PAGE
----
What does a Mel C record sound like? Not an easy question. Her solo singles ask more, in terms of brand loyalty, than any other Spice – she was respected for her voice, and the assumption is you’ll want to follow it through flashy Britrock (”Goin’ Down”), acoustic soft pop (”Northern Star”), twilit R&B (”Never Be The Same Again”) and now muscular pop-trance. And that’s without bringing Bryan Adams into it. There’s something very appealing about this hopscotch approach, but almost none of the songs are strong enough to sell Melanie C as more than a dabbler.
“I Turn To You” comes close, though. At least it does in its original version, a much subtler, lusher thing, co-produced by hardcore dance legend Rob Playford, the producer who’d helped briefly make Goldie into a chart star. I hear something of the ache and restraint of “Inner City Life” in the original mix of “I Turn To You”, and I notice how well Mel C is singing it, too. Lyrics that brushed past me on the single mix – just more trancey rent-a-metaphor – seem fresher and more plainly felt on the album.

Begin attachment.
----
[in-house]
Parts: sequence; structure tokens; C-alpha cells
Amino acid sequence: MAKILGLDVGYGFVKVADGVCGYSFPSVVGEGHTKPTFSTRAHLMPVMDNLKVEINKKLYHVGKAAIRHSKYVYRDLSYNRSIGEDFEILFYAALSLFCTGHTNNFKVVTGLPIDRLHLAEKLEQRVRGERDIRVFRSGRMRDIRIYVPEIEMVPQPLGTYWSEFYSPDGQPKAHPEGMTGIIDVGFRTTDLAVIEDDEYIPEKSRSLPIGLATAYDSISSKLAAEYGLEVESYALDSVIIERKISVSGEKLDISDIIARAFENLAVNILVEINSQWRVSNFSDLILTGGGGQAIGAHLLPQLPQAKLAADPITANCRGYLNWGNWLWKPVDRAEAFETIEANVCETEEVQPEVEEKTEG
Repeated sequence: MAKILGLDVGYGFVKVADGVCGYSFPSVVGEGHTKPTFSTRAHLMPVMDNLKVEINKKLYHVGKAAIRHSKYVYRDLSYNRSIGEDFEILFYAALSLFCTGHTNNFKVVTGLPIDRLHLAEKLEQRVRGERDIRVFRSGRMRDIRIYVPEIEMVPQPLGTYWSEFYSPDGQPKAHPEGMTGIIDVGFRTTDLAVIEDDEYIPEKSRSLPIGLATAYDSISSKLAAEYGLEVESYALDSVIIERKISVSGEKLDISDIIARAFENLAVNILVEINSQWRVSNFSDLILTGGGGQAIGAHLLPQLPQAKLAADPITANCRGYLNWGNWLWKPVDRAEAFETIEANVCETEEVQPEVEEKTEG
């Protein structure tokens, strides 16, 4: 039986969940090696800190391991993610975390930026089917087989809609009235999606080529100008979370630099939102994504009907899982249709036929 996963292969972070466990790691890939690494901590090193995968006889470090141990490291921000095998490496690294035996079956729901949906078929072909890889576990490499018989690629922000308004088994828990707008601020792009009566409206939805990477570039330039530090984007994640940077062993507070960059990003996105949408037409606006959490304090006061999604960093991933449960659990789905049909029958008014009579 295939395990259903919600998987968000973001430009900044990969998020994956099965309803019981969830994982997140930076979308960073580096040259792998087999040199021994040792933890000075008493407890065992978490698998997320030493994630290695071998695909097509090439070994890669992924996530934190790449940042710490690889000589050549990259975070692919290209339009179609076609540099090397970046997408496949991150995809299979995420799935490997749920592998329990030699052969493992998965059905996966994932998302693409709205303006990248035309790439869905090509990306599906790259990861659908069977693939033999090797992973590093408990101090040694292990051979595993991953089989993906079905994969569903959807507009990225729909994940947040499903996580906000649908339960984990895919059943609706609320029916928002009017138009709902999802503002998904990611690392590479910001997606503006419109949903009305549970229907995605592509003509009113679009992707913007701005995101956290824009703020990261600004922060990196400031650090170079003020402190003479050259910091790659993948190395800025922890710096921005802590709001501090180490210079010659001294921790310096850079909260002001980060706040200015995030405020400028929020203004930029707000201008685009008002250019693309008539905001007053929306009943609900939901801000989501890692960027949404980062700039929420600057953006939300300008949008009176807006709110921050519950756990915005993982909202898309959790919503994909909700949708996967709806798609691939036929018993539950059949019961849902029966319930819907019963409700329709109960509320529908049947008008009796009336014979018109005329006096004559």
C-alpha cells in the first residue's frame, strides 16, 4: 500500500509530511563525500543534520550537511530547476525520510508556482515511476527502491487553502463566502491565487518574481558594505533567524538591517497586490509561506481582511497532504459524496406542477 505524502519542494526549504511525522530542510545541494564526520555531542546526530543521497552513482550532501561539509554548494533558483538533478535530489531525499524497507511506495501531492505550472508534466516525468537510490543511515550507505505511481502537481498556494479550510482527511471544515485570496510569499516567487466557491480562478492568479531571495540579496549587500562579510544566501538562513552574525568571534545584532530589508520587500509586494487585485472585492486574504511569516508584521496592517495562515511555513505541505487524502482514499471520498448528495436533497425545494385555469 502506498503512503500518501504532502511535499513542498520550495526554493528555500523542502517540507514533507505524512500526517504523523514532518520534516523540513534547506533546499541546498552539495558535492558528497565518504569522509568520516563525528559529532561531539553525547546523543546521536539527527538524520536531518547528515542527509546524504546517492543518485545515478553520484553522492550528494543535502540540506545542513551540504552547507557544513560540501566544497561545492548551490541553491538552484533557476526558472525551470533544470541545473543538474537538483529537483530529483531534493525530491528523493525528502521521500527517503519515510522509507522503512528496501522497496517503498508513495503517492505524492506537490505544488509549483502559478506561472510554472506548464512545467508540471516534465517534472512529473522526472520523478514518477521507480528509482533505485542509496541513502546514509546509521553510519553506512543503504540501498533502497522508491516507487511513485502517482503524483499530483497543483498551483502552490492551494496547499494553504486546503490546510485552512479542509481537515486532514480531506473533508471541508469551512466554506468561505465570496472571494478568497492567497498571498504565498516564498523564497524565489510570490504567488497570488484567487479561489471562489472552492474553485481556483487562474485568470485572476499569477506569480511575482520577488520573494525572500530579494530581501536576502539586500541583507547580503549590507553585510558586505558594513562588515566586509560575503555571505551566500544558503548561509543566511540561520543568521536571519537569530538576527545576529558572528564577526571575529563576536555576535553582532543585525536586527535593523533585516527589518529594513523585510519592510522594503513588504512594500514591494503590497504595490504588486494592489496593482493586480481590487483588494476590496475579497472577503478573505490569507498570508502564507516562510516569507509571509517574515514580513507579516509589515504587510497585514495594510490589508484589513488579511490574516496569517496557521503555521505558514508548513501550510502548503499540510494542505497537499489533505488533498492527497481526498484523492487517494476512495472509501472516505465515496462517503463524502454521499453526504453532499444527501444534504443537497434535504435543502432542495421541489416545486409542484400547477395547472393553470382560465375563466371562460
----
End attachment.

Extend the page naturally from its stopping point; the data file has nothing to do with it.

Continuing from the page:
For whatever reason – too many relatively slow singles? – that original wasn’t the mix she went with. Wikipedia lists an ear-boggling twenty different remixes, edits, dubs and versions of “I Turn To You”: they wanted this track to be a hit, and were aiming squarely for the clubs. Hex Hector does a job on that front – and picked up a Grammy for it – but it squashes and boxes the song into uncomfortably peppy shape. Mel C’s best Spice contributions were backing vocal interventions that whipped up the energy of a song, but she’s not a belter, and her performance here is about exploring feelings, not declaring them. The remix job hides that, and makes the song more anonymous. The reference point at the time – thanks partly to the video – was Madonna’s “Ray Of Light”, and that gale force chorus proclamation is probably what the remixed “I Turn To You” needs. But what it actually sounds like is a much more recent hit – Sonique’s mellow, grown-up euphoria on “It Feels So Good”. Echoing one of the year’s top sellers is a sensible move, it confirms Melanie C’s admirable range, but like her other records, it doesn’t make a case for her as a star you might care about beyond the flush of post-Spice goodwill.